For decades, the top consideration went to re-uniting family members. And at first sight, that does seem a compassionate and just basis to allow people into the country, instead of keeping folks separated from those they love.

Except… isn’t that just rewarding the lucky with more luck? And when you admit a legal immigrant’s brother, then does the brother’s son come along? Of course the son’s mother (his wife) is next.  And then… her brother too?  And that brother’s kid and wife… and so on…  Isn’t it clear that there is no place to clearly draw a line?

There should be a way to say: “This here clan has had a lot of luck.  Let’s pause for a while and let some of that good fortune go to the millions of others out there, who have their faces pressed against the glass.”

Indeed, shouldn’t we try for a positive sum game here? If we’re limited in the number of people we can absorb per year, and can only take a small fraction of those who are both deserving an eager, then why not have a fair number of those slots go to those whose arrival will benefit us all, in clearcut and immediate ways? Are they any less deserving, just because they happen to be instantly useful?

Indeed, won’t the increased prosperity they help generate here allow us to be more generous to others, in the future?

Canada and Australia and the U.S. all issue a certain number of Employment-Based visas. And a strong case can be made for increasing this number, along with slots for inventors and company builders and major investors. It has even been proposed to solve our current housing crash by giving a green card to anyone who immediately buys a home with $500,000 or more in cash.

(All right, that’s rewarding the lucky, and it won’t play well on the left. But those of you who follow my “contrary” swings know that I am perfectly happy aiming jabs in that direction! Sure, the right has gone completely bonkers with its War on Science and every other knowledge profession. But that doesn’t mean their opponents are always correct, not by a long shot.)

== Listen Up, Rick Perry! ==

In fact, let me couch this as advice to a man I don’t especially admire, and dislike in many ways… but a fellow who on occasion has actually intrigued me with the unconventional words that slip out of his mouth, from time to time.

(Example: the Texas Governor is the only other person I know who has publicly declared an obvious fat — that the first phase of our ongoing American Civil War began in 1851, with southern oppression of northern states! Okay, I admit it; I’d buy him a beer, because to me interesting compensates for many sins, and I enjoy challenging disagreement more than I like parroted sameness.)

Okay, so right now Rick Perry has a problem regarding immigration. So crazed has the Republican base become that he must backpedal furiously from actions and positions that were completely mainstream in the GOP, during the era of Ronald Reagan.  It should be blatantly obvious to anyone with a mix of compassion and practicality that immigrant kids need health care and education… and we need them to be both healthy and educated. Duh? Well, the obvious becomes deniable, in times that Robert Heinlein called “The Crazy Years.”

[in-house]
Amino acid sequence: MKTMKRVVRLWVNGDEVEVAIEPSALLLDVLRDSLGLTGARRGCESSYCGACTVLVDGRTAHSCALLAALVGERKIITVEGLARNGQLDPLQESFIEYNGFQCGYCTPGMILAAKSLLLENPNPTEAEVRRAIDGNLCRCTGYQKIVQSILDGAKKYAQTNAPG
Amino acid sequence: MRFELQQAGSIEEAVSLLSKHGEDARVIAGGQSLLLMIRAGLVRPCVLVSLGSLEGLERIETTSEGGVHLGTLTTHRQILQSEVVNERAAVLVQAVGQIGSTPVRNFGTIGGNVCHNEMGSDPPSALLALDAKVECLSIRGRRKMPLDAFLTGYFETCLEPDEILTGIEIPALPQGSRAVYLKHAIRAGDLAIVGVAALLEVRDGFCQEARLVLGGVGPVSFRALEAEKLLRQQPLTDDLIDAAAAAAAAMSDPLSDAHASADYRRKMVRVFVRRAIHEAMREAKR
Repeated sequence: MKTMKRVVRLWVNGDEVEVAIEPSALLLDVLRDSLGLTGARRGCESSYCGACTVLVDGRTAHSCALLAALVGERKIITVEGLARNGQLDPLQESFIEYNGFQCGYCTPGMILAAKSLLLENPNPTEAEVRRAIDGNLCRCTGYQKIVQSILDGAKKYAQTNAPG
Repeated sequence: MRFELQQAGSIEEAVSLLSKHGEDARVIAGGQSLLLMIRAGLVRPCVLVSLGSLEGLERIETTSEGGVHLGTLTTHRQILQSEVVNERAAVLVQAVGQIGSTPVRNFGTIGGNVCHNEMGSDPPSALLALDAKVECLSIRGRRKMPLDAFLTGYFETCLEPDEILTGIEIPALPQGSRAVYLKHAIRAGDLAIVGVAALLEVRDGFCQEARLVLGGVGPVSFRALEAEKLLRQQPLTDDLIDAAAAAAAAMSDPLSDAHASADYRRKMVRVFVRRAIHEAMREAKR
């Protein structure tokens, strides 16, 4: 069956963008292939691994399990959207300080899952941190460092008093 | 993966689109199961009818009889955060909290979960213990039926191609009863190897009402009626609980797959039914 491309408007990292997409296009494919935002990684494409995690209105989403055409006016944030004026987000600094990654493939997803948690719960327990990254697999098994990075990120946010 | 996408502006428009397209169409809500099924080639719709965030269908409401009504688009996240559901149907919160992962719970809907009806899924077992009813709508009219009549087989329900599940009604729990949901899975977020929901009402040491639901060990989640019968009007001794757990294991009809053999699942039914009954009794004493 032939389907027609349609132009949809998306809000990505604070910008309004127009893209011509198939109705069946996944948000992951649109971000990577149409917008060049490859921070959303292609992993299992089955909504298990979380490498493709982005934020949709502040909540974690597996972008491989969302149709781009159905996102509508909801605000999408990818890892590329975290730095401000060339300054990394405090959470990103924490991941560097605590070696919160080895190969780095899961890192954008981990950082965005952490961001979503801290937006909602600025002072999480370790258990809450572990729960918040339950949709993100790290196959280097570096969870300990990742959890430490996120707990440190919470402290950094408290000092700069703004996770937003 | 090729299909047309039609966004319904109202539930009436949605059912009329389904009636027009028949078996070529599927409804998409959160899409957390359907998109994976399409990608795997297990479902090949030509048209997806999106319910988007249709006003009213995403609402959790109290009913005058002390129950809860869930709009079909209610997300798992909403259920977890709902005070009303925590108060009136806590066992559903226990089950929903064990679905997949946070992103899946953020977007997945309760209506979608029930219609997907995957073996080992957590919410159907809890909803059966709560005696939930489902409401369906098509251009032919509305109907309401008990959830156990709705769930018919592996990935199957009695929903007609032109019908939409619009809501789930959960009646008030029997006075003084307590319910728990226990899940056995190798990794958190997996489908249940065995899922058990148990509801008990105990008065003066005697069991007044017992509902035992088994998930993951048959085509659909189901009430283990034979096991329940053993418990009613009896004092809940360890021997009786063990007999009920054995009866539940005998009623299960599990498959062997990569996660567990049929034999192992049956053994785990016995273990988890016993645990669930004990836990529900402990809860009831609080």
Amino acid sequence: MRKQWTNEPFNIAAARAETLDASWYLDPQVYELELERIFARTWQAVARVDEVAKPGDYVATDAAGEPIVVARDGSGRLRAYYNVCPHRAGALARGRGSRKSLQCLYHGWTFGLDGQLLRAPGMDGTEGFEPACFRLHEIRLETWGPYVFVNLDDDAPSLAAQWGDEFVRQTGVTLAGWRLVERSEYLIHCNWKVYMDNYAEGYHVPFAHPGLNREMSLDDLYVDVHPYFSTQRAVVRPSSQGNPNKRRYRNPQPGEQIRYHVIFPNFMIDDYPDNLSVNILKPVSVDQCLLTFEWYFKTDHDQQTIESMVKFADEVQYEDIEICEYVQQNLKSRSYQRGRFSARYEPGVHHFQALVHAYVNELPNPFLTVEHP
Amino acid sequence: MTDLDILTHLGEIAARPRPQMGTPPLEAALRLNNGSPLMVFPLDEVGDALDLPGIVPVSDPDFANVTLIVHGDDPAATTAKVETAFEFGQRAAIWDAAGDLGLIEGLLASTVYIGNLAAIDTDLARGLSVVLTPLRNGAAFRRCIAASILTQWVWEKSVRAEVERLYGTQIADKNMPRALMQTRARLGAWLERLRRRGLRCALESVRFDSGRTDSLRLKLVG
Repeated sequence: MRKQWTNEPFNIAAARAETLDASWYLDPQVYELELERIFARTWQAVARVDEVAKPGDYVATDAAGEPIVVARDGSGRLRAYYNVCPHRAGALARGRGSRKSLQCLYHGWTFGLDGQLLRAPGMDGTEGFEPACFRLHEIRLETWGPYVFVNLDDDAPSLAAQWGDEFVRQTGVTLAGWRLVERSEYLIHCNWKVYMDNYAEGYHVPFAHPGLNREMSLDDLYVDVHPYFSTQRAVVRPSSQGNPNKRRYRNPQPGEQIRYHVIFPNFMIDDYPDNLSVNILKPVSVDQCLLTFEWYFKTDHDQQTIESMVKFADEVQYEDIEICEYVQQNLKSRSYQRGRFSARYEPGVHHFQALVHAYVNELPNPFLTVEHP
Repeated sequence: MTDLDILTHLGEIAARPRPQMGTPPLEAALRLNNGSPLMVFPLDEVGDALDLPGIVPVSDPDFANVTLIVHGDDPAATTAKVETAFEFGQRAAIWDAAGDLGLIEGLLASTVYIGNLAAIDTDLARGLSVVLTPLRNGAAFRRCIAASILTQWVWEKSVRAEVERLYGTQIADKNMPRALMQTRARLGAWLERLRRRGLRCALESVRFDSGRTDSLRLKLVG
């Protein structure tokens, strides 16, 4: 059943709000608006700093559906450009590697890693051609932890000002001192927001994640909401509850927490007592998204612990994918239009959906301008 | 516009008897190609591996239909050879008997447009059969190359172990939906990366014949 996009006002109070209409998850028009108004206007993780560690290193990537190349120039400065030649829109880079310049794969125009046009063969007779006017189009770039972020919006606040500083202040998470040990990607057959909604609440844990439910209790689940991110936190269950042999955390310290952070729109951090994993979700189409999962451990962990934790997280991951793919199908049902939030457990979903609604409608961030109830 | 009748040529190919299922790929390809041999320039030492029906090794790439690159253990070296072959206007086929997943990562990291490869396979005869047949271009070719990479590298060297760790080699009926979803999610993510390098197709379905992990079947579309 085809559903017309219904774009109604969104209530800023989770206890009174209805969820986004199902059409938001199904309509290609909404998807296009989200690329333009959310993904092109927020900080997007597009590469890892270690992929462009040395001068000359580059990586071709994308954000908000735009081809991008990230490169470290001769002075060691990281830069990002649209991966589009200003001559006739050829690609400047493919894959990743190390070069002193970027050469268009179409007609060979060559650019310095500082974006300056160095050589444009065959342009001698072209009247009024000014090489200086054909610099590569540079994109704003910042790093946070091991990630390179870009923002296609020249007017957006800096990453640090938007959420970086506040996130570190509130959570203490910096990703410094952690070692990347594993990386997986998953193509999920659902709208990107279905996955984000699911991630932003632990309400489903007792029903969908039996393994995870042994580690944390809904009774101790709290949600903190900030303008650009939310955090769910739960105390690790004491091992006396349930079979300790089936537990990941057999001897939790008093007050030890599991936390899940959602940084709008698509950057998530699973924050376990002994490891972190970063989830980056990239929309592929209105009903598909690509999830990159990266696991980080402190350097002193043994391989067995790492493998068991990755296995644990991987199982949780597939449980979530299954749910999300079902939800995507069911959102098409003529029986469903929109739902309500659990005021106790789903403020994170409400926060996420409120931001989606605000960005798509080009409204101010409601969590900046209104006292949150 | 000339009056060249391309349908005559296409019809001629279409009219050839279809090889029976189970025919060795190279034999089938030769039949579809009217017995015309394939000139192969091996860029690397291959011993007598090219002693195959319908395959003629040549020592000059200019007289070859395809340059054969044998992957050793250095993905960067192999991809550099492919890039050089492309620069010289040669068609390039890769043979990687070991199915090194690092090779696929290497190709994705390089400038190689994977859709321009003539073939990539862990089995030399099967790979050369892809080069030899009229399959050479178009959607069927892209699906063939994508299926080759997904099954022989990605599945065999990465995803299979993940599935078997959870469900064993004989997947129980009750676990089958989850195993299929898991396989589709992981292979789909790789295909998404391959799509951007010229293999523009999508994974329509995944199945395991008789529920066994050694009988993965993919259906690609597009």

(Perry reminds me of the “good German” Oskar Schindler… who was a low-life scoundrel by the standards of a normal-calm nation, but who, when all his friends and neighbors went mad, refused to sink below a certain level of insane turpitude. Who then exhibited surprising heroism. We’ll see if my comparison proves apt.)

Is there a way out for Perry?  Well, I can suggest one. Turn the focus toward legal immigration. A judo move. Get people talking about the larger flow, instead of the smaller. Get them talking about fresh ideas, like visas for investors and home-buyers and inventors. Take a lead there, making people talk. Heck, even blame the democrats for something they actually did for a change! (Increasing legal immigration.)

And lay it out as a bipartisan given that the border will be better policed, with new technology. Indeed, make technology a topic for optimistic talking points. (Remember Reagan?  Optimism can be good politics!)

Who knows, maybe some Republicans will even respond if you defy the Fox-propelled mad-lemming rush and actually say something good about science!  Yes, that may be too brave to ask of any GOP candidate.  Still it would set you aside from the pack…

== Shake it up! ==

What’s my real point here?

Immigration, like most other policy issues, is far more complex than the simpleminded politics of this benighted-lobotomized era. An era when the sheer notion of the positive sum game is anathema… and so are people of the kind who use words like “anathema.”